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I read that foxing in some cases could be iron in the water in the rag
before ca. 1790 when handmade paper the norm, using wooden hammers.
after 1790 with the mechanical paper machine-one endless sheet. -they used a
iron rag beating machine that put a lot of iron in the paper-like books from
1850s that have dark foxing spots-pieces of iron possibly.
At 08:54 AM 12/30/95 -0500, Peter D. Verheyen wrote:
>No one really knows what foxing is, whether it's biological or chemical. Yes
>it is disfiguring but in most cases that's about it. It is exaserbated by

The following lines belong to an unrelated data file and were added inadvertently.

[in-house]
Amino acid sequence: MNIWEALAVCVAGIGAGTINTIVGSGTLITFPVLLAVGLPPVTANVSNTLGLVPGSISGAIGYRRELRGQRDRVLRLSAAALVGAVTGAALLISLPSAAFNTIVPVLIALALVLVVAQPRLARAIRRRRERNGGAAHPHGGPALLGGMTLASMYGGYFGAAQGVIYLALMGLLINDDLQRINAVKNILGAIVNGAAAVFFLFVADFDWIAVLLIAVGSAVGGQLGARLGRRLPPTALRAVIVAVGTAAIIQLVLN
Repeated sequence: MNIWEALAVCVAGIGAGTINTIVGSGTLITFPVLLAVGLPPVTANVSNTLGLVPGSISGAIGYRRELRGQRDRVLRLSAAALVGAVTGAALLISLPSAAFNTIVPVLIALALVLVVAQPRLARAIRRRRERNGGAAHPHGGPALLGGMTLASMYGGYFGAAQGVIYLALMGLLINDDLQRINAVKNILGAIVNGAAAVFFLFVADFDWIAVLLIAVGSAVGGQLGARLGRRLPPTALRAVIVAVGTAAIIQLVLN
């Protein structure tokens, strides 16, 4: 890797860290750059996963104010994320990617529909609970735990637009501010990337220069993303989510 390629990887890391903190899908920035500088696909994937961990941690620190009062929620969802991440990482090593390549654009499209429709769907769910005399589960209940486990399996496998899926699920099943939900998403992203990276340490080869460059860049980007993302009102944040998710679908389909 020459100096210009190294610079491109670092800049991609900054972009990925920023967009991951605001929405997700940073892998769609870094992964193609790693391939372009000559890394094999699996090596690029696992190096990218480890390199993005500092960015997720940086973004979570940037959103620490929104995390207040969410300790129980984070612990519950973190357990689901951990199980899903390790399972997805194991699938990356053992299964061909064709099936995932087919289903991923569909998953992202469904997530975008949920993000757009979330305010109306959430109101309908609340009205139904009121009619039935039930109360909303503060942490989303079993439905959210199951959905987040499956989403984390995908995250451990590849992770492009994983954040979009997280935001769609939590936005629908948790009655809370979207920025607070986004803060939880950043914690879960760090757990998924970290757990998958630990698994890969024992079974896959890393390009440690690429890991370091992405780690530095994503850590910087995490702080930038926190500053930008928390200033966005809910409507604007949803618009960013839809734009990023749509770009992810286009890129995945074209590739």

>high humidity and temp though... If you bleach it it will come back, worse,
>because the rest of your paper will be whiter. Alcohol can be great for
>mold, but not above 70%. The reason for this is that a higher alcohol
>content dires out the shell of the mold spore, sealing it in until such a
>time as growing conditions are better. 70% will penetrate the spore and
>actually kill. You need those 30% water.
>Peter D. Verheyen <wk> 315.443.9937
>Conservation Librarian <fax> 315.443.9510
>Syracuse University Library <email> pdverhey@xxxxxxxxxxxxxxx
>Syracuse University <www> http://web.syr.edu/~pdverhey/
>Syracuse, NY 13244 <listmgr> Book_Arts-L@xxxxxxxxxxxxxxxx